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Pensions and The People

by Thomas A. Dubbs
Pensions Age |
So with public sentiment so united on this issue, pension schemes should really be actively seeking executive compensation reforms

Shareholders have long been concerned about excessive executive compensation and with the current climate resulting in a number of government bailouts, politicians, regulators, and an outraged public on both sides of the Atlantic have joined shareholders in their concern about financially unstable companies paying enormous bonuses.

Consider the furore surrounding RBS and Merrill Lynch. In 2008, RBS suffered losses of £24.1bn -- the largest in UK history. It then announced its intention to pay £1bn in executive bonuses and news emerged that former CEO Sir Fred Goodwin was entitled to a pension worth approximately £700,000 a year for the rest of his life. Public anger and government pressure led to a bonus reduction of 90%, but Goodwin's pension remains a source of outrage. Merrill Lynch accepted $20bn in taxpayer funds from the US government after suffering losses of $27bn last year.Merrill Lynch then awarded bonuses worth $3.6bn and public outrage led to Congressional hearings and an investigation by the New York Attorney General.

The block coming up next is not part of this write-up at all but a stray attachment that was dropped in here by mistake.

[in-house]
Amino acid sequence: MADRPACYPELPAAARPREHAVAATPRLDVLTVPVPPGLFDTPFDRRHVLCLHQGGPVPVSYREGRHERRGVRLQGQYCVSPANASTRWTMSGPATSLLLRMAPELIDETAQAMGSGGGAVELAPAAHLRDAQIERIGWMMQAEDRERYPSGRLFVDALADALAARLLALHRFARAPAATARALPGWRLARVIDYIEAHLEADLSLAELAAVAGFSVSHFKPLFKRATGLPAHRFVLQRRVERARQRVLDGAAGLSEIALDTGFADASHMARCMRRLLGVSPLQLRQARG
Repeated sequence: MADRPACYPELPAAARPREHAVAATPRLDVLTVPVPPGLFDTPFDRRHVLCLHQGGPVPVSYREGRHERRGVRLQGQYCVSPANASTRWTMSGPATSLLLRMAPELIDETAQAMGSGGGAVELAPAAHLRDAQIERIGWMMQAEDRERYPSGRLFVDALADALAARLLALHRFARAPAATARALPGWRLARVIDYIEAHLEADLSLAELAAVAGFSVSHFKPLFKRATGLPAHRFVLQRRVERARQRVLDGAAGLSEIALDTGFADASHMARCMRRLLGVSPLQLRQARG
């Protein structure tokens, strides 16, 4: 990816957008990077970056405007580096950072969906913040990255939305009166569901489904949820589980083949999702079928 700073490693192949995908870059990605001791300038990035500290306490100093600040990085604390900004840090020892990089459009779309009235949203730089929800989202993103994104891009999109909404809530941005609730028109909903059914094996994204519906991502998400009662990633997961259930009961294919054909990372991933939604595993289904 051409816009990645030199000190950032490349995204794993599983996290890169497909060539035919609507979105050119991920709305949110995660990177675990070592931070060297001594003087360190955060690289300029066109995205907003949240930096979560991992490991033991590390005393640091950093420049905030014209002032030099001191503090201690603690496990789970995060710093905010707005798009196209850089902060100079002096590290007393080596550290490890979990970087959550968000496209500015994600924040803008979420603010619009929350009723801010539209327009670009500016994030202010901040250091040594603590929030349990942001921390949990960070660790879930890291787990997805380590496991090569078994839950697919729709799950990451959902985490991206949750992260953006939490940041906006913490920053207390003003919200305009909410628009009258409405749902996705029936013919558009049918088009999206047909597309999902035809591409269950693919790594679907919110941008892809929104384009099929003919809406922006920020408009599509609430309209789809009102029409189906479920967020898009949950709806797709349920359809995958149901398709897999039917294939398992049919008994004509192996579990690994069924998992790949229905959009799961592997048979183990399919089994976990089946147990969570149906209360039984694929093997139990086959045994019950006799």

A recent ComRes poll showed that 84% of British respondents believe in government-imposed salary limits for bailed-out banks. So with public sentiment so united on this issue, pension schemes should really be actively seeking executive compensation reforms.

One way of doing so is the class action device.In the US, institutional investors have successfully sought corporate governance reforms as part of settlements in class action litigations -- recent settlements with Cendant, Honeywell International, i2 Technologies and Enterasys Networks provided for salary guidelines, better disclosure, and increased shareholder input in the process.